But I think, a lot of times, we get linearity confused with the obscene amount of backtracking that's involved in these games. Yeah, you get to move between towns in a lot of different ways, but you're usually heading back through the same towns you've already visited. Heck, the first mission in the game is heading to Viridian City to pick up an item and then walking it back to start. When you first go to Cerulean City, you're tasked with heading up to Bill's house, walking back down through Cerulean to Vermillion, then going through Diglett's Cave to Route 2 (where you've already been.) Then you go back through that same portion of Diglett's Cave to Vermillion, and then up through Cerulean again, in order to finally get to Rock Tunnel. And you do most of this, not by travelling through vibrant areas, but by trudging through "Underground Paths," because you're not allowed to actually enter Saffron City yet.


I don't expect a lush open world experience on a Game Boy, something that was only slightly more technologically advanced than a Pop Tart, but I also don't believe that "You get to choose sometimes just HOW you want to backtrack" makes for an especially non-linear experience. 






Johto feels very rustic, and is beautifully bathed in its own tradition. Hoenn is filled with water and tropical areas. Sinnoh is mountainous and cold. Unova is full of metropolitan spots. Kalos is charming and often quaint. Alola is a big beach paradise. And Kanto has....ummm....paths.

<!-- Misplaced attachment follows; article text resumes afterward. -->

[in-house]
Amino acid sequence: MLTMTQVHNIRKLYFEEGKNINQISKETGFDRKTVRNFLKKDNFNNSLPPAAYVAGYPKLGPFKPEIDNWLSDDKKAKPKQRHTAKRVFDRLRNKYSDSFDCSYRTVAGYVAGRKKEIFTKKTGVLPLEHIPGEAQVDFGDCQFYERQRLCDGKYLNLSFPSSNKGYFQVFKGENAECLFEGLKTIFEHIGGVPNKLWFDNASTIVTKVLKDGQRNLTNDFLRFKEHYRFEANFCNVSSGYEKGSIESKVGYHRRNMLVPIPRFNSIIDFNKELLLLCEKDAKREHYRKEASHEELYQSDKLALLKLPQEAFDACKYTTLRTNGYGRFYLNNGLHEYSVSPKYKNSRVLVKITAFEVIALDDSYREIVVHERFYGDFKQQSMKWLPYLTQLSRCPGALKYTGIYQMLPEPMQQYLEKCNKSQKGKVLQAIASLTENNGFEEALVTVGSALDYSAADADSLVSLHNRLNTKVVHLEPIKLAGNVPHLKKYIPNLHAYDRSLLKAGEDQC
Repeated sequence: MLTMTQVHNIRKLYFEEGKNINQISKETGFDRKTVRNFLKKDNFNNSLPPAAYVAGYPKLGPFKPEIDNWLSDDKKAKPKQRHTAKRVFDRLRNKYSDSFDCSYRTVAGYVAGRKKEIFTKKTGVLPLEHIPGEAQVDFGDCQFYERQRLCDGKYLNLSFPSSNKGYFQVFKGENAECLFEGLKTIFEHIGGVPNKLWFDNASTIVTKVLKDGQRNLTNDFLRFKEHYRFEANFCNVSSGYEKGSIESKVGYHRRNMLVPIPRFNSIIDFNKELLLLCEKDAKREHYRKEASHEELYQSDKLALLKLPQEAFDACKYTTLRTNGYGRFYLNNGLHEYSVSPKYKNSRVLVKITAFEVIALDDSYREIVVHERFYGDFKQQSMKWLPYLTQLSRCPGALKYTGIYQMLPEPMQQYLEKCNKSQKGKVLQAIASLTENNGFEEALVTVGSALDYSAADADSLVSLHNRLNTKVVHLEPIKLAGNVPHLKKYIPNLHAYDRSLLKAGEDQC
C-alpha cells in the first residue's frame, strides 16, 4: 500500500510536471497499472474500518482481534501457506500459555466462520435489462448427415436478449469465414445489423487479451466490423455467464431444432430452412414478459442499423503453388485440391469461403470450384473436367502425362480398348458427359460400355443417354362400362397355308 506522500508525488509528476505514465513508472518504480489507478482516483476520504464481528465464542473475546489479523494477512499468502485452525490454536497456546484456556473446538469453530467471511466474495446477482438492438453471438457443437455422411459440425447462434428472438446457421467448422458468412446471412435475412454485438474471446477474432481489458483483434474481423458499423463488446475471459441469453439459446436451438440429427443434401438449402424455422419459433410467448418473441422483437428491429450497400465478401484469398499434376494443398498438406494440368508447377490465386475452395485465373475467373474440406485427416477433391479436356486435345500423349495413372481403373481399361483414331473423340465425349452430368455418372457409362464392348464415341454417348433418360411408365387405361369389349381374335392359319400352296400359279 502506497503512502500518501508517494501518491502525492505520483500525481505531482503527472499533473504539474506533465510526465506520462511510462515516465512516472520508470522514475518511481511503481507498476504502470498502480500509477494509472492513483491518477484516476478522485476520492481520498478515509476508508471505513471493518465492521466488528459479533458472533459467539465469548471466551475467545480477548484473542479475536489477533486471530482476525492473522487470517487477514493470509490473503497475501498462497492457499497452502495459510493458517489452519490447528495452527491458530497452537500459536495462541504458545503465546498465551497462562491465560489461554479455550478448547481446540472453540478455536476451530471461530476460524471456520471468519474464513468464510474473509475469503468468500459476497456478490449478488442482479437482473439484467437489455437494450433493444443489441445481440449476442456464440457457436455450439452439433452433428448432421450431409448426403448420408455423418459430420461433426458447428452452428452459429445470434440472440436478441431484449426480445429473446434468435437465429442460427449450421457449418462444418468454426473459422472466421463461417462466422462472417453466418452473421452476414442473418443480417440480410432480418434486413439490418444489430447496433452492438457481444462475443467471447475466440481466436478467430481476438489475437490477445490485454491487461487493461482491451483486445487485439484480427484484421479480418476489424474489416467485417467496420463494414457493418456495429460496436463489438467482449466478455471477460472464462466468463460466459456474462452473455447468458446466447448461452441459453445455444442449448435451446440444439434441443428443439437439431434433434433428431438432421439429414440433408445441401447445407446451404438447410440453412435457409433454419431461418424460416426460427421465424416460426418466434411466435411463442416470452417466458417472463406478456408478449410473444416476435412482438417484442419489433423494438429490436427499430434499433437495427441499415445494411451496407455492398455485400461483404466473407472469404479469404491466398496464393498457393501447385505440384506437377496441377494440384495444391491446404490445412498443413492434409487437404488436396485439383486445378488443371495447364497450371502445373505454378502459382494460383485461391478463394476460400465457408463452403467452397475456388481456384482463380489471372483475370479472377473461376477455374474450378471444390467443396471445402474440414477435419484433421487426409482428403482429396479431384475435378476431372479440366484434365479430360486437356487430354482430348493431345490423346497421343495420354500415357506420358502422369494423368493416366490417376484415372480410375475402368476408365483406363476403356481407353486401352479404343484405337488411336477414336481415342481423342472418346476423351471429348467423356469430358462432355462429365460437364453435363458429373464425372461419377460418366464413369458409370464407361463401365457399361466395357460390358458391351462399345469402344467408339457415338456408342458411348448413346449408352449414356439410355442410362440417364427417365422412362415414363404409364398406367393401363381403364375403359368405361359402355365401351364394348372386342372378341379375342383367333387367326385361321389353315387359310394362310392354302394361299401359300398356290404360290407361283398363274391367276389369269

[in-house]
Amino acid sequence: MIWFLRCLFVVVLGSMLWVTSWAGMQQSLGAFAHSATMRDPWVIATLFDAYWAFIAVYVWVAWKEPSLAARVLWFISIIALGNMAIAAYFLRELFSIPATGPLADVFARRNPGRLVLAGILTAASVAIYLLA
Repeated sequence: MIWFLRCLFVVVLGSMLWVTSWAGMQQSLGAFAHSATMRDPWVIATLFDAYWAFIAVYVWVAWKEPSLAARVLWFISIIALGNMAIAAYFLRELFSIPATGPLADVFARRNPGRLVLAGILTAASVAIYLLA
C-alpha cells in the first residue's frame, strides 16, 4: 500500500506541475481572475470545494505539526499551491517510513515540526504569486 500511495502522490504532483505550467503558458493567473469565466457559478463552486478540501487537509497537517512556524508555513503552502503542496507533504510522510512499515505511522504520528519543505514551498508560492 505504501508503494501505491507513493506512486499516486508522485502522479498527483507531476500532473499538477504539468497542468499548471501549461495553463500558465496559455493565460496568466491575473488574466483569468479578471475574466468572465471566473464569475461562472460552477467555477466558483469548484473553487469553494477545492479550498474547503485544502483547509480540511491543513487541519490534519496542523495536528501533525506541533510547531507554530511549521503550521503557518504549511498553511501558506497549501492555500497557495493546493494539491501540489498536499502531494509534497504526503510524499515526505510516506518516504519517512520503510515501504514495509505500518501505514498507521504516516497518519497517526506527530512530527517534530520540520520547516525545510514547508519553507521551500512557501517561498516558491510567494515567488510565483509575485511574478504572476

Okay, I kind of see where this one is coming from. Kanto doesn't have as strong of a theme as the other regions, and that's because the Pokémon games were still in their infancy. They were still trying to nail down exactly what worked and what didn't.  But as someone that hails from North Carolina, I kind of appreciate what Kanto is more and more as I get older. Because Kanto has a lot of stuff to offer.


See, as all second grade public school classes in the state of NC will tell you, North Carolina is made up of three regions: the Mountains, the Piedmont, and the Coastal Plain. It's got everything. But it's not known for being a beach state or flat state, especially with South Carolina, Georgia and Florida being right below it. And while it has the gorgeous Appalachian Mountains running across its butt (I swear that this article isn't just a tourist brochure for North Carolina), people sometimes tend to associate states like Virginia and West Virginia more with that range.